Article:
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There must be thousands of Dungeons & Dragons game modules and books out there that could have inspired a great film and possibly begun a new movie series as long-running as the Star Trek films. It's a curious disappointment all that storytelling expertise was thrown away in order to create this hackneyed mess. If a Dungeon Master came up with a scenario like this, he'd have no players.
Roll 1d20 to save against lack of characterization.
This film starts out bad, and manages to awe only in it's ability to get worse. The hero of the story (we all know that a Wayans brother can't be the real hero) is so bland and two-dimensional that we don't care whatsoever about his contrived destiny to be the thief that saves the Kingdom. As for Marlan Wayans, he is outright painful to watch and I continually wondered why the hell he was in this anyway. Oh yeah... He dies, but not soon enough. Whenever we played D&D and rolled characters that were "unplayably weak", we rolled again.
Roll 2d6 to check if you still have a career.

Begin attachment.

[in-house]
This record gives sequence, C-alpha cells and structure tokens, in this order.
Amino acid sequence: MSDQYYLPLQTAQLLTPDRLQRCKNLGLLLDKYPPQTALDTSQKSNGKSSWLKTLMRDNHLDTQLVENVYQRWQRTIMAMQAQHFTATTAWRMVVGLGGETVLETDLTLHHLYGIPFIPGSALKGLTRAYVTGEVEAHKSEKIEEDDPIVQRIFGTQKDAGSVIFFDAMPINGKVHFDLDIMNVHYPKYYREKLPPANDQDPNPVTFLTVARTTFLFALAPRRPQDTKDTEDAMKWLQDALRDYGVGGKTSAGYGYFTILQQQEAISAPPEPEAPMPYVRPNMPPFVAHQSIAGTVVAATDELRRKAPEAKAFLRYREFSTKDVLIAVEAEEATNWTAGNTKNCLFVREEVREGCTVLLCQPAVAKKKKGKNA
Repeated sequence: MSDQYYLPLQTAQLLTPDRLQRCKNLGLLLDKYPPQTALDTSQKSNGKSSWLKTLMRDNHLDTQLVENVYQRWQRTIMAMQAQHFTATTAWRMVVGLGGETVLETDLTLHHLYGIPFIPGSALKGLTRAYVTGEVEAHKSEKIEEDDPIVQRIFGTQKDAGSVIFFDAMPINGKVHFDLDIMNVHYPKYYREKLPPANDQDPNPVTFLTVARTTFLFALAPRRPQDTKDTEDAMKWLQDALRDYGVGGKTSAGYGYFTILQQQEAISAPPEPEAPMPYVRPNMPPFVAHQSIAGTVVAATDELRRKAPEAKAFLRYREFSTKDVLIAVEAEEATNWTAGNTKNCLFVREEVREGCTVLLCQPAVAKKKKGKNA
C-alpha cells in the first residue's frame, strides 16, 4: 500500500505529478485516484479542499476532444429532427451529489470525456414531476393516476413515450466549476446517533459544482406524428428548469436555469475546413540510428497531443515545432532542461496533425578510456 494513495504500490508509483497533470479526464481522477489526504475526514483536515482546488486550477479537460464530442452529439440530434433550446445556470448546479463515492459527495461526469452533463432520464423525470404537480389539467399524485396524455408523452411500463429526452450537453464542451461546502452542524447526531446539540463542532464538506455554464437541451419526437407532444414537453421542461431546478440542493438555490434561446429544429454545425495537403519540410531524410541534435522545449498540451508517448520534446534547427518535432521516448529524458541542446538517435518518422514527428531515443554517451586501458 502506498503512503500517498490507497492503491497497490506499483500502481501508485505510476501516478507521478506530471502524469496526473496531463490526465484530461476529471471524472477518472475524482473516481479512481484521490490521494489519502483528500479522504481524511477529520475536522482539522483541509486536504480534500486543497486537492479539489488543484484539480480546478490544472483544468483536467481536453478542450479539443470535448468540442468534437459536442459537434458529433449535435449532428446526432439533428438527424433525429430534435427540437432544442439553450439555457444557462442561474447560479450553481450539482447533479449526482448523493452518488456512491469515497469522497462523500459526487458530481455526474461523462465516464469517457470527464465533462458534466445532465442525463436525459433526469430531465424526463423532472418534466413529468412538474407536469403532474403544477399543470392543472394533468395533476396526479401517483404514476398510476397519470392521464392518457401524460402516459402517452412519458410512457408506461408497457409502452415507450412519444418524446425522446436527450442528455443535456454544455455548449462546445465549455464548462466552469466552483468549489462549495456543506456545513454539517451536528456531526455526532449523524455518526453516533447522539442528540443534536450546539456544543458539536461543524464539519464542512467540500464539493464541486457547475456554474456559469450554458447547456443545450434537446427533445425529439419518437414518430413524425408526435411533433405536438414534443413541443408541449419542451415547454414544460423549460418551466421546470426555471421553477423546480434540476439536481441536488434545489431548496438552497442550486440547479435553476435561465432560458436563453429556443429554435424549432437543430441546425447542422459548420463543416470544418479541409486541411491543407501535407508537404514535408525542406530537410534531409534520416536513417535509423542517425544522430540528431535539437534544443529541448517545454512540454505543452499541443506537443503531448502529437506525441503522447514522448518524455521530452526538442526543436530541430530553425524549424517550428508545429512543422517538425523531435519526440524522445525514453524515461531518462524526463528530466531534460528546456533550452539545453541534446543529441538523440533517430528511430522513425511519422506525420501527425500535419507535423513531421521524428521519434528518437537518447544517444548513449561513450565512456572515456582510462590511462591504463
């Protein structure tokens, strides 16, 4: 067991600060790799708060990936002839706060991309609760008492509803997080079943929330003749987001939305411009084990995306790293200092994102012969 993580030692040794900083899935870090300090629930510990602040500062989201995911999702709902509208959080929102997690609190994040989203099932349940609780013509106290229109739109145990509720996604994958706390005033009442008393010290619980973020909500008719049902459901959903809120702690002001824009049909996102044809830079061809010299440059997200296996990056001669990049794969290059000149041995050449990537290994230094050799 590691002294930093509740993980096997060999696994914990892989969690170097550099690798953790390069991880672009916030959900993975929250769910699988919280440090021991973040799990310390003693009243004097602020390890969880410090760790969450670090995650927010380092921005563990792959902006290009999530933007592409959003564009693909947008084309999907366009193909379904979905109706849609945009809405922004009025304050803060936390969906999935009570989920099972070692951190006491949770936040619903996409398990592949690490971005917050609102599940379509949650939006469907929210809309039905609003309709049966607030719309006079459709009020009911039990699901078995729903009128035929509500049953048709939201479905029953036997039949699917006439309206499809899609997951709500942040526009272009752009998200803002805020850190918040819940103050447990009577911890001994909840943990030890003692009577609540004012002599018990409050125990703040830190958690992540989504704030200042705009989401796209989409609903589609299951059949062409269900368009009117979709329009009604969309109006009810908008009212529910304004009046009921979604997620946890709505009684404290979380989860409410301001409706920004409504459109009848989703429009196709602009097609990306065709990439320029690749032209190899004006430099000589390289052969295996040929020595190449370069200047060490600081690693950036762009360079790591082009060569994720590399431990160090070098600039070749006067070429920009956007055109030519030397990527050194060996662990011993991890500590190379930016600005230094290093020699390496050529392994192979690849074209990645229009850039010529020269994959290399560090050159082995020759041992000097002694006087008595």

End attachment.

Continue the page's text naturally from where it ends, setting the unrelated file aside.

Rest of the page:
The other actors in this movie have probably cut their chances of being cast in anything decent for years. If he has any sense, Jeremy Irons is regretting this live-action adaptation of his Lion King role already. Two of the funniest moments for me (yes, this is almost good as an unintentional comedy) were two cameos; Tom Baker of Doctor Who fame plays an elf who would be Yoda. Richard O'Brien who hosted a game show in Britain gets to say his tag line "You finish the maze, you win the prize"! These cameos were great because there was no audience reaction at all. Tom Baker has aged badly, and took a while to recognize, whereas Richard O'Brien is mostly unknown here in North America.
Roll 1d100 for authenticity.
Someone I was with said that the levitating gray blob with one big eye was actually a D&D monster, but pretty much nothing else here seems to have been taken from the games at all. So much of this was so blatantly taken from other films that it was like watching a Mel Brooks version. From Mortal Kombat CGI effects to clothes from Battlestar Galactica, this contributes nothing to the genre, and has probably re-affirmed the notion in many people's minds that D&D players are really lame.